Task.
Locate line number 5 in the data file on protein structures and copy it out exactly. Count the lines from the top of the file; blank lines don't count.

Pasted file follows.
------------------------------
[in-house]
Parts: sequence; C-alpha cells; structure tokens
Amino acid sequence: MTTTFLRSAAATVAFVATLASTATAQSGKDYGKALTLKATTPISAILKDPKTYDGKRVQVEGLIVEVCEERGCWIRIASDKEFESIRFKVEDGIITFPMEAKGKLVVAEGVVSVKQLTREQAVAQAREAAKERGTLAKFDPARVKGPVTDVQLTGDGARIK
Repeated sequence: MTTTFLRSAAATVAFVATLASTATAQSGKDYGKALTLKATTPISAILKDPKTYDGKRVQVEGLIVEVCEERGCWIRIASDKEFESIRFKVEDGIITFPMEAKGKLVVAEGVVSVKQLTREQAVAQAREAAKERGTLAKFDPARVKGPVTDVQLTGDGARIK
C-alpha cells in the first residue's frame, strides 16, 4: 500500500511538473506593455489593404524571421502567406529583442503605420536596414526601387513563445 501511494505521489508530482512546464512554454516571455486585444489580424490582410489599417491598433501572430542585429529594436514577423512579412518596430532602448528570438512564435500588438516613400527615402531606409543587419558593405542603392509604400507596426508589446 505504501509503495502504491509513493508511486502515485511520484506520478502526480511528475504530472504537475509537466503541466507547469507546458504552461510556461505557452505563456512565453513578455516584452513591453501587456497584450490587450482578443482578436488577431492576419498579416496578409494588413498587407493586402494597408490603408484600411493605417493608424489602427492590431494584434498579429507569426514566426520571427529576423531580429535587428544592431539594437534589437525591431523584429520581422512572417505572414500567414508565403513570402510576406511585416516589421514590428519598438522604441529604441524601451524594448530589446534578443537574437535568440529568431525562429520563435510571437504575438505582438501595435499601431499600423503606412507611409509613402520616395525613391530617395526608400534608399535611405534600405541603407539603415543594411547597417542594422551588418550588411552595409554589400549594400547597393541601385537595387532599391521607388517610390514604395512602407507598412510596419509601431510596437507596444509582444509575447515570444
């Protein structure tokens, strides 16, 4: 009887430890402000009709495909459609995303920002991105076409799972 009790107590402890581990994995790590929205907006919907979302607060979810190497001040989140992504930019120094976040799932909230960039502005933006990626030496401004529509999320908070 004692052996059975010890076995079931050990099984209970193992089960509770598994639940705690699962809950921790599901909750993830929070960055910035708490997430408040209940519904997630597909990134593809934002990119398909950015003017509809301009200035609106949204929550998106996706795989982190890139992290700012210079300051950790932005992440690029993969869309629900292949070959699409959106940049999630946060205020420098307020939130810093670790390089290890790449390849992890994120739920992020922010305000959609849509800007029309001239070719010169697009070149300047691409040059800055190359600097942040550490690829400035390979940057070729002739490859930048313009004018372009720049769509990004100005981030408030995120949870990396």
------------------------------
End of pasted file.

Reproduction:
C-alpha cells in the first residue's frame, strides 16, 4: 500500500511538473506593455489593404524571421502567406529583442503605420536596414526601387513563445 501511494505521489508530482512546464512554454516571455486585444489580424490582410489599417491598433501572430542585429529594436514577423512579412518596430532602448528570438512564435500588438516613400527615402531606409543587419558593405542603392509604400507596426508589446 505504501509503495502504491509513493508511486502515485511520484506520478502526480511528475504530472504537475509537466503541466507547469507546458504552461510556461505557452505563456512565453513578455516584452513591453501587456497584450490587450482578443482578436488577431492576419498579416496578409494588413498587407493586402494597408490603408484600411493605417493608424489602427492590431494584434498579429507569426514566426520571427529576423531580429535587428544592431539594437534589437525591431523584429520581422512572417505572414500567414508565403513570402510576406511585416516589421514590428519598438522604441529604441524601451524594448530589446534578443537574437535568440529568431525562429520563435510571437504575438505582438501595435499601431499600423503606412507611409509613402520616395525613391530617395526608400534608399535611405534600405541603407539603415543594411547597417542594422551588418550588411552595409554589400549594400547597393541601385537595387532599391521607388517610390514604395512602407507598412510596419509601431510596437507596444509582444509575447515570444